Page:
Below we have provided many of the common frequently asked questions that we receive regarding MUD 365 services. If you need information that is not included on this site, please contact us.
What are the boundaries of MUD 365?
The easiest way to determine your district is to view our Which MUD District Serves You? map.
Can I attend MUD Board Meetings?
Yes. All of the District’s meetings are open to the public in accordance with the Texas Open Meeting Act. Our monthly Business Meetings are held at the offices of Allen Boone Humphries Robsinson. In addition, we have a monthly Special Meeting held at the Coles Crossing Community Center for the convenience of our district residents. Finally there is also a special meeting every 3 months, as needed, to work with our neighboring MUD 364, held at the Coles Crossing Community Center. To find when our next up coming meetings, please go to “Meetings” page.
Why does Coles Crossing have two MUDs?
It is very common that subdivisions like Coles Crossing have more than one MUD within its boundaries. The decision was ultimately made by the developer when the neighborhood was created.
How can I learn more about what the MUD is doing?
The best way to become informed is to attend one of our meetings. All meetings are open to the public, and we welcome resident attendance and participation.
What is MUD 365 doing to improve the quality of life in our community?
MUD 365 is involved in a number of projects designed to enhance the quality of life in Coles Crossing and The Park at Arbordale. Visit our Current Projects page for information on some of our recent projects.
Who do I contact if I see a problem with something I believe is related to the MUD?
Please refer to the “Report A Problem” link on our home page for current contact information.
How is the recycling pilot faring?
We have been overwhelmed by the number of MUD 365 residents participating in the recycling pilot. We are monitoring it on a weekly and monthly basis. Participation has approached 70% and the volume of recyclables is high.
Why must I submit a request to the MUD before building a pool or installing a sprinkler system? What is the process for making such a request?
There are several ways the Public Water System can be contaminated from cross-connections within that system. There are various inspections required when installing equipment that uses potable water for its operation or when something has a direct connection to a potable water system such as an irrigation system, spa or swimming pool.
Due to the circumstances listed above, potable water lines must be protected from possible contamination from irrigation systems and pool fill lines. Backflow may occur in the event of either Backsiphonage or Backpressure. Backsiphonage can happen when the pressure in the distribution system drops, drawing water from the consumer’s plumbing back into the system. Pressure drops might occur in the event of a main line break, or high water demand such as fighting a fire nearby. Backpressure can cause Backflow when a potable water system is connected to another system that operates at a higher pressure…such as an irrigation system or a pool fill line.
The installation of irrigation systems and swimming pools are required by the State of Texas to be inspected upon installation and sometimes annually depending on the application to ensure that the proper backflow prevention assembly is being used to protect the Public Water Supply. Residential applications are not excluded from this because the property is directly connected to the Public Water System and Backpressure and Backsiphonage may occur.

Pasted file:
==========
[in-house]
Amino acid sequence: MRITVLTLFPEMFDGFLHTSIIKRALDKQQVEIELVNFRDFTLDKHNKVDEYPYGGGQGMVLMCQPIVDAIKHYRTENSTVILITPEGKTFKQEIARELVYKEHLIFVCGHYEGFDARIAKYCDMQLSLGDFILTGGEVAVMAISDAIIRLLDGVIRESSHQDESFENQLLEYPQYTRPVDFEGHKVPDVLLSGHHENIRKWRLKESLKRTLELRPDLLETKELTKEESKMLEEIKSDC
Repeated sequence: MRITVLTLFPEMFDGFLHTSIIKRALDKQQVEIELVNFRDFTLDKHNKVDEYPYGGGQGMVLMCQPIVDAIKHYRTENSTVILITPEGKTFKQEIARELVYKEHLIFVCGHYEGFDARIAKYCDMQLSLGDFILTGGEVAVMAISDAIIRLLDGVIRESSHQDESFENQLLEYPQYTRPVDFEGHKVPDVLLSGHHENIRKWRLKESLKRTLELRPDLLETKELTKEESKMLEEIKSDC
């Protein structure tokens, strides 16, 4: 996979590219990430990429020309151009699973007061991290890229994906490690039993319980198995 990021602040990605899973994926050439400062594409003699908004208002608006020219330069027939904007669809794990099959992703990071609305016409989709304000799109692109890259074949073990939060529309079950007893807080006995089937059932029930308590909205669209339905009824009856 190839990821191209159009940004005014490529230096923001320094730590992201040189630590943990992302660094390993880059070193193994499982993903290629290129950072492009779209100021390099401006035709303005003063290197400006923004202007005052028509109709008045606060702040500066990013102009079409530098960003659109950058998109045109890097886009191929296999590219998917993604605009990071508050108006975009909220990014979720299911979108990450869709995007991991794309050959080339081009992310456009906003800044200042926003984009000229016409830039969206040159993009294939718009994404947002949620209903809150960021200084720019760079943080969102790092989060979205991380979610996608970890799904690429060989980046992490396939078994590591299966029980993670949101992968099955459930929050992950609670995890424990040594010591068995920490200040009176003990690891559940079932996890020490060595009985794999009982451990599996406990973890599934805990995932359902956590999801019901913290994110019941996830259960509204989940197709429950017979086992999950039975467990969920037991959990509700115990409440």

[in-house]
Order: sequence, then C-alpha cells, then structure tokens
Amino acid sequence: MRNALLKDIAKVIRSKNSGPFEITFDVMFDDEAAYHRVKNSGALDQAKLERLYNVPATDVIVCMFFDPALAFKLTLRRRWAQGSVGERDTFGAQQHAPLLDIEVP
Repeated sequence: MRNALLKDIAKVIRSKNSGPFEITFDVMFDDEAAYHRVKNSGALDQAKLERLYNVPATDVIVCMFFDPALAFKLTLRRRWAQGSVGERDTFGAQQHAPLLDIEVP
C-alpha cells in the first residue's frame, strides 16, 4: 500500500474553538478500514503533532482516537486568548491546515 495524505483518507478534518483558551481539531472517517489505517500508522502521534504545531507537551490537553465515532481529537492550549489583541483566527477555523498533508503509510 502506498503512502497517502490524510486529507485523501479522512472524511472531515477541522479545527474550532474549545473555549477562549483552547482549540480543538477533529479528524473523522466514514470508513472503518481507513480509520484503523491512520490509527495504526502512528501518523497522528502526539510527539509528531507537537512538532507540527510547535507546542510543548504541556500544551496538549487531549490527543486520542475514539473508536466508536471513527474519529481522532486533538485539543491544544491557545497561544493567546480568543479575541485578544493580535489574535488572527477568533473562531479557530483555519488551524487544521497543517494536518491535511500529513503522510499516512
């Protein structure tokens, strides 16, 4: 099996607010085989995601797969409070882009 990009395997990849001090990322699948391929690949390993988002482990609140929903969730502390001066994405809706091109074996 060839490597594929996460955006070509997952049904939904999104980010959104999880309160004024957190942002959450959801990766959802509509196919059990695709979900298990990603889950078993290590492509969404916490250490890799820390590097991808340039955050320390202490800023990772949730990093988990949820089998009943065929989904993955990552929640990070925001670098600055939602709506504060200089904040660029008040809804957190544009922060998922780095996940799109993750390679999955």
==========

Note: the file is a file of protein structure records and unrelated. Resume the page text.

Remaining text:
The Inspection Criteria is as follows:
1. Resident should submit set of design drawings or plans along with a check in the amount of $175 made payable to Harris County Municipal District No. 365, depending on which District you live in, for the plan review. These documents are sent to the Municipal Utility District Engineer for approval prior to commencement of construction.
Sander Engineering Corporation
1250 West Sam Houston Parkway South, Suite 400
Houston, Texas 77042
Office: (713) 784-4830
Fax: (713) 784-4052
2. The Engineer will review the plans and upon approval will forward to the inspections department of the district operator, Si Environmental, LLC.
3. Customer and/or Contractor performing installation of the swimming pool or irrigation system shall notify Si Environmental at 832-490-1610 to schedule times for the inspection of their pool installation or irrigation system. Fees for the inspections will be debited to the customer’s water bill per the district’s current Rate Order.
4. Failure to notify Si Environmental for the inspection will result in a scheduled inspection 30 days from the date on the engineer’s approval letter. Each trip to the residence for an inspection will result in a debit to the customer’s water bill for the fees associated with the inspection per the district’s current Rate Order.
Most common reasons for failing inspection:
1. Water line used to fill pool does not have approved backflow prevention device such as a hose bibb vacuum breaker permanently installed
2. Swimming pool has a direct connection fill line without proper backflow prevention
3. Backwash line for swimming pool does not have the appropriate air gap at the sanitary sewer connection
4. Backflow prevention device on swimming pool fill line does not pass the required Backflow test
5. Backflow preventor on Irrigation system is not installed properly due to location or height
Backflow prevention devices protect us all from the possibility of containments entering our drinking water system. If you have not had yours inspected for proper operation, you may wish to call a licensed irrigator, swimming pool contractor or MUD operator, Si Environmental, to confirm that it is working properly. Safety in our drinking water system is an important responsibility that we all share.